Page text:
One November evening in 2016, India’s prime minister shocked his nation with a surprise announcement to pull much of the country’s high-value currency notes out of circulation.
As much as $320 billion in money was impacted immediately. The goal was to jump-start a shift toward a cashless society with digital payments.
When the dust settled, very few of the canceled notes were ever actually turned in, and digital payments didn’t take off as intended.
But what the government couldn’t achieve, the pandemic did. Digital transactions in India reached their highest level ever in July due to two unavoidable effects of the pandemic:
No. 1: Social distancing and shelter-in-place orders have driven the use of digital banking and triggered a huge surge in e-commerce.
No. 2: Consumers are concerned about handling physical currency that may be contaminated with the coronavirus.
And it’s not just India.
Countries around the world are experiencing a sharp increase in digital transactions thanks to the pandemic:
- Millions of new users have downloaded popular peer-to-peer payment apps just in the past couple months. According to Apptopia, net new installs were up 38% just in May compared to last year.
- PayPal Holdings Inc.’s (Nasdaq: PYPL) digital wallet Venmo processed $37 billion in payments in the last quarter, a 52% increase from last year.
- Square Inc.’s (NYSE: SQ) mobile payment platform Cash App saw gross profits surge 167% from last year during the most recent quarter. Electronic deposits of government stimulus checks also provided a boost to results.
But this isn’t merely a temporary blip that will reverse itself once the pandemic abates. PayPal executives even went so far as to say that the “death of cash” was upon us, given the trends being driven by the crisis.
Just as Ted and I have shown you many times recently, including in one article last week … the pandemic is merely accelerating trends that were already in place.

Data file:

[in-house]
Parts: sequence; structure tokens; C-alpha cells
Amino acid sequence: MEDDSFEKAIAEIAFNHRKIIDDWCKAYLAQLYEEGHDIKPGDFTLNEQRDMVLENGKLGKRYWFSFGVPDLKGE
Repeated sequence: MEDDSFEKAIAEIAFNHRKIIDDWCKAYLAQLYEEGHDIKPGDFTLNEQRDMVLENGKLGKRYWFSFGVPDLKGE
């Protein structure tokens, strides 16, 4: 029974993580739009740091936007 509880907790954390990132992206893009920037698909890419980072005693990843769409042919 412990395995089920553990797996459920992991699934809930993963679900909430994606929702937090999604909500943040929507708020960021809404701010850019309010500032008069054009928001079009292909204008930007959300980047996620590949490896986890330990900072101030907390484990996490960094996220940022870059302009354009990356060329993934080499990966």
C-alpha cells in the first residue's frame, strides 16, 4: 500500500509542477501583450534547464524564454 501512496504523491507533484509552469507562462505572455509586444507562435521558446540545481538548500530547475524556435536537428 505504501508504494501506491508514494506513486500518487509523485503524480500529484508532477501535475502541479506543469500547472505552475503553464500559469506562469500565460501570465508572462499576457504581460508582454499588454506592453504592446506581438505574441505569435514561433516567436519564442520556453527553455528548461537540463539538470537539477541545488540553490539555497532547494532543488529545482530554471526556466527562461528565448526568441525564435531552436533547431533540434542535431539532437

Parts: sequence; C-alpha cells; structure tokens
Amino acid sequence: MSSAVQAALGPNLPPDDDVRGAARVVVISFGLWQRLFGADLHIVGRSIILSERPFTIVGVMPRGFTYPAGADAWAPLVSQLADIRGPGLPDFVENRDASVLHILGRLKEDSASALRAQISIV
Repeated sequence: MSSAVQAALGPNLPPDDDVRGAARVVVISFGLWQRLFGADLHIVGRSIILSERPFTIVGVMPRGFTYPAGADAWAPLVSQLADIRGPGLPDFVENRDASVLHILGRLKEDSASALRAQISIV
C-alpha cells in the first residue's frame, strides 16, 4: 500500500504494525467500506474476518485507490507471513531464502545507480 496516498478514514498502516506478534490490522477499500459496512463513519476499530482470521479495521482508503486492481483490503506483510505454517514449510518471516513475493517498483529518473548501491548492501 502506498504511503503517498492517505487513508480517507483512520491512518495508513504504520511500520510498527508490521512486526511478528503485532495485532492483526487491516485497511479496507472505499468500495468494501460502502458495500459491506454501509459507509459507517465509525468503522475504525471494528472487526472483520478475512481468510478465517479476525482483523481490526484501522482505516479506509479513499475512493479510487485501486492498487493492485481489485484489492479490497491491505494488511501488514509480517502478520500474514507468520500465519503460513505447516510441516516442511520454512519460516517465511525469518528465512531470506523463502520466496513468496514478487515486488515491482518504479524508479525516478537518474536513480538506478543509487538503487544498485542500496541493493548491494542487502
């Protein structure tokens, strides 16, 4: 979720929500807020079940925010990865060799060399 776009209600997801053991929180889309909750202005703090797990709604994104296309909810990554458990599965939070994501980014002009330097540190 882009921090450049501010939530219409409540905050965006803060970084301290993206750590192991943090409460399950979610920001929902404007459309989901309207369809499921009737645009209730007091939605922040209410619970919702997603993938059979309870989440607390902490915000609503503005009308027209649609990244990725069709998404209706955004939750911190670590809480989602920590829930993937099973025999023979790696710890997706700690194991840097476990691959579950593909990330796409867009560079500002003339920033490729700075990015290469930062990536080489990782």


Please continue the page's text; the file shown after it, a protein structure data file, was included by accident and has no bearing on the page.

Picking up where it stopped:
And here is yet another opportunity to reap substantial gains…
The Death of Cash
Digital payments have numerous advantages over cash transactions.
But it really comes down to cost and accuracy.
From a cost standpoint, it costs money to print money and checks. There are also expenses to manually send and process a check. And digital transactions allow for real-time tracking of cash flow and expenses.
In terms of accuracy, check processing requires accounting reconciliation to confirm the figures are correct. That often turns into a costly manual process instead of an automated solution.
That’s downright archaic by today’s standards.
Due to these benefits, the value of digital payment transactions across the world is expected to swell to $6.7 trillion in just three years … a gain of 63% from last year:
Yet those forecasts don’t even include the impact from the pandemic, where the digital boost has been an absolute profit windfall for companies providing these services.
You gain exposure to companies providing digital payments with the ETFMG Prime Mobile Payments ETF (NYSE: IPAY) to profit from this boom today.
You can also find a few exchange-traded funds (ETFs) touting exposure to “fintech,” or financial technology. That’s a broad term that captures digital payments, but other financial services as well.
But IPAY is the only ETF focusing solely on the digital payments industry … the segment that benefits the most from the lightning fast shift toward a cashless society.
Research Analyst, The Bauman Letter